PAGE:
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7 September 2021

When it comes to finance, I think we can all agree that it may seem a little daunting at first… with so many options and fancy words. People often wonder why we never learnt this important matter at school and why the education system deems geometric functions to be a superior learning curve for students- pardon the pun.

In this useful guide, we will be unravelling the ins and outs of consumer credit to ensure that we are financially safe and stable moving forward.

Consumer credit is defined as personalised debt taken on to purchase goods and services; it is extended by banks, retailers and others to enable consumers to purchase goods immediately and pay off the cost over time with interest. Simple! This can be split into two main categories: instalment credit and revolving credit.

Instalment credit is used for a specific purpose and is issued at a defined amount for a set period of time. Payments are most commonly paid monthly in equal instalments and are utilised for big-ticket purchases. This makes it easier as the payment becomes routinely with the same price each time. Instalment credit is advantageous as it usually offers a lower interest rate, in comparison to revolving credit, as an incentive to the customer. You cannot complain about that. The item purchased serves as collateral in the danger of consumer default.

Alternatively, revolving credit is used for any purchase and often comes in the form of a credit card. The name ‘revolving’ derives from the idea that the line of credit remains open and can be used up to the maximum limit repeatedly- as long as the borrower keeps paying a minimum monthly payment on time. Shoppers can spend away as long as you are confident they can pay back on time.

Revolving credit is different to instalment as it may never be paid off in full; the consumer pays the minimum and allows the remaining debt to accumulate interest from month to month. This type of credit is available at a relatively high interest rate because it is not secured by collateral. It is important that the negatives are made as clear as the positives; the consumer is entitled the right to a fair communication before signing up to a financial deal.

Consumer credit takes into account the portion of a family or individual’s spending that goes towards goods and services that depreciate quickly. This includes necessities such as food, as well as discretionary purchases.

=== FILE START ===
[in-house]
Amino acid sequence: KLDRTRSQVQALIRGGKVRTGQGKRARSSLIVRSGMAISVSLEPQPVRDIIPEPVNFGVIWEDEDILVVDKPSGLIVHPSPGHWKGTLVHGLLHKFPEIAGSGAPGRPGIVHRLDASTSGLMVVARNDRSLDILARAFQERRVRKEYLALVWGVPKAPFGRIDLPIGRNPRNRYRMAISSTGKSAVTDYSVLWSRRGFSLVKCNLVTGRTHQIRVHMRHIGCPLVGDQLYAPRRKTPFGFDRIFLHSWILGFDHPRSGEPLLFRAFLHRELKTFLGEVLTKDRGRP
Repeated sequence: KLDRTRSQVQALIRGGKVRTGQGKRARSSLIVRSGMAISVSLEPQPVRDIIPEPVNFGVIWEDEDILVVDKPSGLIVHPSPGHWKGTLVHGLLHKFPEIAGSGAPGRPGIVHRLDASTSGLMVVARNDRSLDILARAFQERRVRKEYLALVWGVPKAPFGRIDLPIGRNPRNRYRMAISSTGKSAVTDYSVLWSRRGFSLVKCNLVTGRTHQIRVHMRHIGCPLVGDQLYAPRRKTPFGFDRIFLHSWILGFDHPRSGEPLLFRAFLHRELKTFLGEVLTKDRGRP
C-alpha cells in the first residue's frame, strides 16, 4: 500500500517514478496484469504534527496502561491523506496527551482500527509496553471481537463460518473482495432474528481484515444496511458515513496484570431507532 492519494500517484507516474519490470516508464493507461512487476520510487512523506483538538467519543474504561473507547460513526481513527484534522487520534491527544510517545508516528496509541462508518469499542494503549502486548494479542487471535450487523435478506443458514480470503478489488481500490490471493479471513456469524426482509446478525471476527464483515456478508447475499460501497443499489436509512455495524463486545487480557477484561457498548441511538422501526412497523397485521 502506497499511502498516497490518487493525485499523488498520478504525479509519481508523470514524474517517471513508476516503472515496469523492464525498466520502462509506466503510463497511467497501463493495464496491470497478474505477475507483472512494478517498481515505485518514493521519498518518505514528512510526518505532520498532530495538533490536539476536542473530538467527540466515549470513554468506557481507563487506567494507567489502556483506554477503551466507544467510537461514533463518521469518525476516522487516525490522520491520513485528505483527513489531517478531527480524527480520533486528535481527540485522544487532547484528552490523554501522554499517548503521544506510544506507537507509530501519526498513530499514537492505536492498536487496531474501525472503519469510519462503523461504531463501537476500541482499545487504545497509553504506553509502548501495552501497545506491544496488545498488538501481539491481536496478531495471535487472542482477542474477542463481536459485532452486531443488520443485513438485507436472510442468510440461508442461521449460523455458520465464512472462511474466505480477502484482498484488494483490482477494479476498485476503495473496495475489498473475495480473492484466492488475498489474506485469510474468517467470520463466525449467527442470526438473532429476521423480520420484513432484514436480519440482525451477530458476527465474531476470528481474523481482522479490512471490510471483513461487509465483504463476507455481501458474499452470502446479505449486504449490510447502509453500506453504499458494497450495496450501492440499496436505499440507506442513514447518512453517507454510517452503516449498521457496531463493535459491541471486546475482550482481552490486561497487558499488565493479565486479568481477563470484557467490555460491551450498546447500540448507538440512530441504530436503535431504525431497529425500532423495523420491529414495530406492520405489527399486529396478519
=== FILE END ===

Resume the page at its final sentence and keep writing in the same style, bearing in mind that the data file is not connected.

From month to month, consumer credit is closely measured by economists because it is considered an indicator of economic growth or contraction. This is inferred through a process where if consumers are willing to borrow and are confident they can pay back on time, the economy will boost. However, it can also be analysed that if consumers cut back on their spending, thus indicating concerns about their financial stability, the economy will contract. So, let this push us to keep on top of our payments to boost our economy!

Consumer credit can be very advantageous to those who require it: one reason being that it allows consumers to get an advance on income to buy products and services. Also, seen as though credit cards are relatively safe to carry, we are now entering a cashless society, thus increasing the importance of consumer credit. Revolving consumer credit is a highly lucrative industry- banks and financial institutions, department stores and many other businesses offer consumer credit.

Contrastingly, the main disadvantage of revolving credit is the cost to customers who fail to pay off their entire balances each month, thus continuing to result in additional interest charges. This is another reason to always aim to stay on top of payments.

In order to prevent this from happening, the FCA promotes fair and clear communication between your firm and the customer. By upholding these principles, you can reduce the risk of your customers getting into financial difficulties:

  • Products and services your market and sell should meet the needs of your customers and be targeted accordingly
  • Keep customers well informed before, during and after sales
  • Advice must be suitable and take into account your customer’s circumstances

By keeping the customer at the heart of your business, you will ensure your products are tailored to their needs. Fostering a positive culture in your firm can help support providing you customers with suitable products that offer them a positive credit experience.

Whether you have learnt one new fact or ten, by breaking consumer credit down to it’s basics, we can tackle the confusing (and sometimes admittedly tedious) topic of finance to ensure that we all understand the offers that credit provides.

If you require additional assistance in consumer credit, please do not hesitate to contact us on

By Ian Beardmore

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